The Bills of Lading direct that their “[f]reight [is] payable as per
CHARTER-PARTY dated JULY 26, 2013.” (Petition, Ex. 1(D)). For their
“CONDITIONS OF CARRIAGE,” the Bills of Lading direct a reader to “SEE
OVERLEAF.” (Id.). Thereon, each bill of lading notes that it is “to be used with
charter-parties.” (Id. (emphasis omitted)). And the first-listed condition of
carriage in each case specifies that “[a]ll terms and conditions, liberties and
exceptions of the Charter Party, dated as overleaf, including the Law and
Arbitration Clause, are herewith incorporated.” (Id.).
The Time Charter
It is with regard to this contract that the parties’ positions diverge.
Petitioners allege that A&B chartered the M/V Lita to Ternium Mexico under
the Voyage Charter in A&B’s capacity as a disponent owner, having itself
chartered the M/V Lita from its true owners under a time charter that is also
dated July 26, 2013 (the “Time Charter”). (See Petition ¶ 12; Pet’r 56.1 ¶¶ 1014; Pet’r 56.1, Ex. 2; Pet’r 56.1 Reply ¶¶ 3-13). This Time Charter “calls for
arbitration exclusively in Germany, and further expressly prohibits issuance of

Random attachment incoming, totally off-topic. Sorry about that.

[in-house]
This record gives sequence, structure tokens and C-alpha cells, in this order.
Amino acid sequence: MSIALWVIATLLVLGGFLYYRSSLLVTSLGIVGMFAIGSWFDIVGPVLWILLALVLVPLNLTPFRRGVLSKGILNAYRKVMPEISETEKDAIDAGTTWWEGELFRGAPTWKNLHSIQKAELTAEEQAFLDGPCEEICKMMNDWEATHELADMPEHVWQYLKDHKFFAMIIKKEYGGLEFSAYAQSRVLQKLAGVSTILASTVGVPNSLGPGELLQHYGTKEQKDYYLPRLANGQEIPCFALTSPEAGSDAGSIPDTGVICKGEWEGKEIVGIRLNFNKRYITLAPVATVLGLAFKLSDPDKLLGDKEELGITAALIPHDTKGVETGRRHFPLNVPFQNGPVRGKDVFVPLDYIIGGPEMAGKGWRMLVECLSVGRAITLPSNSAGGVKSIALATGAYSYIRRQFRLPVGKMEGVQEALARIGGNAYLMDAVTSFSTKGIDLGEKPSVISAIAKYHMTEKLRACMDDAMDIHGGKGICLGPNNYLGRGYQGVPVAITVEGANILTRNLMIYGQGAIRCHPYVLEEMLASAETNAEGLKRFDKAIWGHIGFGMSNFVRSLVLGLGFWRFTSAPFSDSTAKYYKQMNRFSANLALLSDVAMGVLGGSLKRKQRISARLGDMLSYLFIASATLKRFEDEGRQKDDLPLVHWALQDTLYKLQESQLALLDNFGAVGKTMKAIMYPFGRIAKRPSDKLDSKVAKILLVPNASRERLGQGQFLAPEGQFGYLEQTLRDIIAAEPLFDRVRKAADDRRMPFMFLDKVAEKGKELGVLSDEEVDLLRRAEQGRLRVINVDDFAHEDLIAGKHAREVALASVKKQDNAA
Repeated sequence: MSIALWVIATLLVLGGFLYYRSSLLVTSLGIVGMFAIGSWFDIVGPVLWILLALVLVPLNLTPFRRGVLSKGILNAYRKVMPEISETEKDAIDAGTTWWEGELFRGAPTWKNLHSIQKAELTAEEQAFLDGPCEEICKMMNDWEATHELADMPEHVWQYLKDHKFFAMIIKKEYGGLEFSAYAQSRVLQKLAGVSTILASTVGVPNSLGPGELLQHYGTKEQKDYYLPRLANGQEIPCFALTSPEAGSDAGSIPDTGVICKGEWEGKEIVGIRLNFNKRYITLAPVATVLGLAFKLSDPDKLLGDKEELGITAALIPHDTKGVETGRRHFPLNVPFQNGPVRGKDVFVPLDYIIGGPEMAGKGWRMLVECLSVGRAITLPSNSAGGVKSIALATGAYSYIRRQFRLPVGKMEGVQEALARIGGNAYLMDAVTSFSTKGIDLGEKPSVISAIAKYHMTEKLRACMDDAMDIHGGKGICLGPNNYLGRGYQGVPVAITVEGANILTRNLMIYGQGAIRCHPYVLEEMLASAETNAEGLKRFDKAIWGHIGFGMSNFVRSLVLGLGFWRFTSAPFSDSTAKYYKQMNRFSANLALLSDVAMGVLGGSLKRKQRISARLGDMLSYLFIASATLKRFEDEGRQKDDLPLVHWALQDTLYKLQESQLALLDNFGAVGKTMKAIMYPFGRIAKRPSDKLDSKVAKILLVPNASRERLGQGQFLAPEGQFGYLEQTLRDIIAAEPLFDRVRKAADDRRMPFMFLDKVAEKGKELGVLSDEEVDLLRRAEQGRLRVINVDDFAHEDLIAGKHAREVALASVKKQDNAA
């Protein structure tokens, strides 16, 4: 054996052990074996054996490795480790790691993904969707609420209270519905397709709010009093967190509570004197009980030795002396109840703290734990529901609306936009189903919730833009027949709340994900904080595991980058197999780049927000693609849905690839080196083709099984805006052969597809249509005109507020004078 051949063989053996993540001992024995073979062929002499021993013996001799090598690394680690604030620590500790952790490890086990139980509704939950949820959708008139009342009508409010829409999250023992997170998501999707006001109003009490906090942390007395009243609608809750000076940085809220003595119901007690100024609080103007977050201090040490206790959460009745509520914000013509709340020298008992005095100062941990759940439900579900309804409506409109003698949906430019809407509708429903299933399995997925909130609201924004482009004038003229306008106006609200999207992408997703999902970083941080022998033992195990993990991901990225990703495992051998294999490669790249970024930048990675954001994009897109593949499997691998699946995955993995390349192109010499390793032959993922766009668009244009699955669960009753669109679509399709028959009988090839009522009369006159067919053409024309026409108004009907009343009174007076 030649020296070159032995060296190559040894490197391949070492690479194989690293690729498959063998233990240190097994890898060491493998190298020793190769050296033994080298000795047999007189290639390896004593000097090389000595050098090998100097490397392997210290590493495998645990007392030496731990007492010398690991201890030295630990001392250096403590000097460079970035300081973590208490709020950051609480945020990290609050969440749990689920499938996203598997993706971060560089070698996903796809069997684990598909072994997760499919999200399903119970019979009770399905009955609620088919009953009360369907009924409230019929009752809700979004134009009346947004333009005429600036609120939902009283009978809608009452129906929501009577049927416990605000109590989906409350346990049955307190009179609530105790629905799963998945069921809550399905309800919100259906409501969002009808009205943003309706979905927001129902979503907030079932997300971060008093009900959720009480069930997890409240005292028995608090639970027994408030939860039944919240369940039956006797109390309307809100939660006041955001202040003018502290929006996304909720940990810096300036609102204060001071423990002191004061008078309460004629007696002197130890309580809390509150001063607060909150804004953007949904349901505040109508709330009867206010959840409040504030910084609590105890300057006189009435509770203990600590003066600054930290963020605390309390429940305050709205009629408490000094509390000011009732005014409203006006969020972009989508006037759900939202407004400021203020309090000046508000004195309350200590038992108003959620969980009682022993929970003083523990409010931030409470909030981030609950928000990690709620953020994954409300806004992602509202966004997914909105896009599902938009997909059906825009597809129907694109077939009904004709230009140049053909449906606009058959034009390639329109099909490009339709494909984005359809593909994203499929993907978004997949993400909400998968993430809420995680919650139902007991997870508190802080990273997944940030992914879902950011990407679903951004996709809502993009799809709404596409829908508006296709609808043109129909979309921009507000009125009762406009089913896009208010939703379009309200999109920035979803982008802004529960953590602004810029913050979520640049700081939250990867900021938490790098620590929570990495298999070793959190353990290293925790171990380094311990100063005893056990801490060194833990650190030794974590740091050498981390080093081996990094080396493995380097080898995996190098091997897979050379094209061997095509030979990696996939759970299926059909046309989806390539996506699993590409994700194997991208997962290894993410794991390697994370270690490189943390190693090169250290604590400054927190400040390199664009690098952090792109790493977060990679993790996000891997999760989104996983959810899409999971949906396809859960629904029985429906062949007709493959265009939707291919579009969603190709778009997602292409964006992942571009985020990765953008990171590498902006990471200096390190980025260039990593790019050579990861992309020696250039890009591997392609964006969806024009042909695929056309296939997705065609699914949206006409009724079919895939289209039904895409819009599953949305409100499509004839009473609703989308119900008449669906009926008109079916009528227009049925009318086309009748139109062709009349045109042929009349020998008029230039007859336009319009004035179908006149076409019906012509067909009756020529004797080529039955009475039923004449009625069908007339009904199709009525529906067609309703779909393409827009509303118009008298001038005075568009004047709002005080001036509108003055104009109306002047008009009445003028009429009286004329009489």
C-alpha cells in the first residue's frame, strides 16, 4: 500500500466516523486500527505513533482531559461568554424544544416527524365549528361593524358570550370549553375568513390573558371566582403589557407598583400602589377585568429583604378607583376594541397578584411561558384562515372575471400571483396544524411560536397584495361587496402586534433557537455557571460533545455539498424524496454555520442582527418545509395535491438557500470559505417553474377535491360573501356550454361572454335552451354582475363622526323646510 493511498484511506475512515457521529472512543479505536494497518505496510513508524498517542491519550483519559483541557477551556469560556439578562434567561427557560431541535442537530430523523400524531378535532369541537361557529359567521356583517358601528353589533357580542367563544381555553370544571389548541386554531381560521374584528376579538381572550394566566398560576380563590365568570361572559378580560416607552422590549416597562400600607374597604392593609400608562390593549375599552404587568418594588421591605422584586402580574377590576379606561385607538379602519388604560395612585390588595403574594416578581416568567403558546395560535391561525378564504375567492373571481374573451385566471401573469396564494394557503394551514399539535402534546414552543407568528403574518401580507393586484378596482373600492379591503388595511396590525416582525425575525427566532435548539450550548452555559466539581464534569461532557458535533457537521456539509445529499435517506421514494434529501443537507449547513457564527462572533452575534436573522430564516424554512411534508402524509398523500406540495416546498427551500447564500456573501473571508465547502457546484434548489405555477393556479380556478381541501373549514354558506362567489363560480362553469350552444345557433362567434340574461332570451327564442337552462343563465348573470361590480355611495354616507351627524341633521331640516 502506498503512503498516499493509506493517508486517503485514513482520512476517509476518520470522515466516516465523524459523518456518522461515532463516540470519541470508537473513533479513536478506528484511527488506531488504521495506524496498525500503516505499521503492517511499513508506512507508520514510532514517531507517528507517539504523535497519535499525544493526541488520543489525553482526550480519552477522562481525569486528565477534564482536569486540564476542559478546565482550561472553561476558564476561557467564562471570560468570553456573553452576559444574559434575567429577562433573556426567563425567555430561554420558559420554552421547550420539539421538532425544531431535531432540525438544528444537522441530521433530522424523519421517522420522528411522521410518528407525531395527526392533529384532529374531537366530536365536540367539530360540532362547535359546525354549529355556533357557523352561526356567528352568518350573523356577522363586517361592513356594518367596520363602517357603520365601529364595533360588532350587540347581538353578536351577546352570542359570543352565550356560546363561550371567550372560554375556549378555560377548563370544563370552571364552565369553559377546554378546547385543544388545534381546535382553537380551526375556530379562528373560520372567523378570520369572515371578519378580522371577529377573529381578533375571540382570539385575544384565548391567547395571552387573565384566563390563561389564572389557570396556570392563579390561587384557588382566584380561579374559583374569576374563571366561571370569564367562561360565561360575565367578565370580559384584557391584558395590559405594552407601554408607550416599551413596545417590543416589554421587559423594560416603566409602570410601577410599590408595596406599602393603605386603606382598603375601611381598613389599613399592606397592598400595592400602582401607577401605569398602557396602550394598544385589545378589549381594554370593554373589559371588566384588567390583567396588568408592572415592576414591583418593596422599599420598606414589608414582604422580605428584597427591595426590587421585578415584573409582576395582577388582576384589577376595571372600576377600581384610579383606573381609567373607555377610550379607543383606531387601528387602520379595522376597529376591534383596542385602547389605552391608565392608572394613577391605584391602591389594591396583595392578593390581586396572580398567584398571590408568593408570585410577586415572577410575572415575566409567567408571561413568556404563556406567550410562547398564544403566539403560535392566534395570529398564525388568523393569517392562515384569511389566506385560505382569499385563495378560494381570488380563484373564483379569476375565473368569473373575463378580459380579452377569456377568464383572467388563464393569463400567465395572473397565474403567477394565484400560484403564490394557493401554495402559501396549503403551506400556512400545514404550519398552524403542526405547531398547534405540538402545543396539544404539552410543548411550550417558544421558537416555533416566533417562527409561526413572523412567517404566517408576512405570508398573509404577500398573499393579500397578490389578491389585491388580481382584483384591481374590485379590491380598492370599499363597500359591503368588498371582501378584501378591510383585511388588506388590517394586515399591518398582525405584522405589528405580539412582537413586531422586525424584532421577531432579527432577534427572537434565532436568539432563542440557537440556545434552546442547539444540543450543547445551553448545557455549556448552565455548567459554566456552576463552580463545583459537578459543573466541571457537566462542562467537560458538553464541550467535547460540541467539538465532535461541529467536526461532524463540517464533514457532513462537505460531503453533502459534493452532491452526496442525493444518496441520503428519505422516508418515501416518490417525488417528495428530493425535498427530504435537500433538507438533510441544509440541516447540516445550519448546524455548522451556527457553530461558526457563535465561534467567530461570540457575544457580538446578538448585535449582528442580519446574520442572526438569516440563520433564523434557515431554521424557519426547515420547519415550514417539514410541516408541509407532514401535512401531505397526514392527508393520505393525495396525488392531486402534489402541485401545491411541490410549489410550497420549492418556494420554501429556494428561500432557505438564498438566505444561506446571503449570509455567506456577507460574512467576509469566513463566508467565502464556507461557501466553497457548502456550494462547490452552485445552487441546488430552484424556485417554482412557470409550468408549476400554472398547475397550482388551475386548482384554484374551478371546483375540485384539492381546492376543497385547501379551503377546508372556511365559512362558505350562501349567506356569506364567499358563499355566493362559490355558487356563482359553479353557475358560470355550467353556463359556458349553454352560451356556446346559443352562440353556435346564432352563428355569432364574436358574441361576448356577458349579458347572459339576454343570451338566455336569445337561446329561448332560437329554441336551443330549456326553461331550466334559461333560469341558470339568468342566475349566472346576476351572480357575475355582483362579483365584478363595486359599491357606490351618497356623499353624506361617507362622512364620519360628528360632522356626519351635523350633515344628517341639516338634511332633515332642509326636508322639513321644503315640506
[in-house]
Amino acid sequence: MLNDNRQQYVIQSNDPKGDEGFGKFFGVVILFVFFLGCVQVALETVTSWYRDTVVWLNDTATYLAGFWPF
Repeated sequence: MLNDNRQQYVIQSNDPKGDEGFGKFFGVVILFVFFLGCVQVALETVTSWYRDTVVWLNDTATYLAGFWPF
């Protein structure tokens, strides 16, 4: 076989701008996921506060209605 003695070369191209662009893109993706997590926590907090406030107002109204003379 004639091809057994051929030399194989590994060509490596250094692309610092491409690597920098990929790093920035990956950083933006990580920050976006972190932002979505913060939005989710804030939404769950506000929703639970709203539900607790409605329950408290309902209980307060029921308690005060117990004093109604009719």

bills of lading prejudicial to the Time Charter’s provisions.” (Pet’r 56.1 ¶ 11
(citing id., Ex. 2)). The parties agree that a time charterer was permitted to
sub-charter the time-chartered vessel, though the Time Charter’s terms
provided that if they did so, Time “Charterers [would] remain responsible for
the fulfillment of [the Time Charter]. In the case of any dispute, between
charterers and owners, the charterers have to fulfill their obligations toward
the owner with priority.” (Pet’r 56.1 Reply ¶ 16 (quoting Pet’r 56.1, Ex. 2,
In response, Starr argues that this “purported ‘fixture agreement’ is not
an agreement at all,” but “merely an email sent from [A&B] to an undisclosed
recipient.” (Resp’t 56.1 ¶¶ 3-4; see also id. at ¶¶ 5-13). Starr explains that the
email attaches three documents, one of which is not included in Petitioners’
submission, and the other two of which consist of the text of the email and “an
older time charterparty dated March 5, 2013[,] between Blumenthal and nonparty Pacific Basin Handysize limited Hong Kong.” (Id. at ¶¶ 5-8). Starr alleges
that the body of the email “is merely a list of proposed terms” and not a final
agreement, which is evidenced by the email’s instruction that its recipient
“kindly reconfirm.” (Id. at ¶¶ 9-10). And Starr notes that the “purported
‘fixture’ does not mention arbitration[.]” (Id. at ¶ 14).
The Underlying Arbitration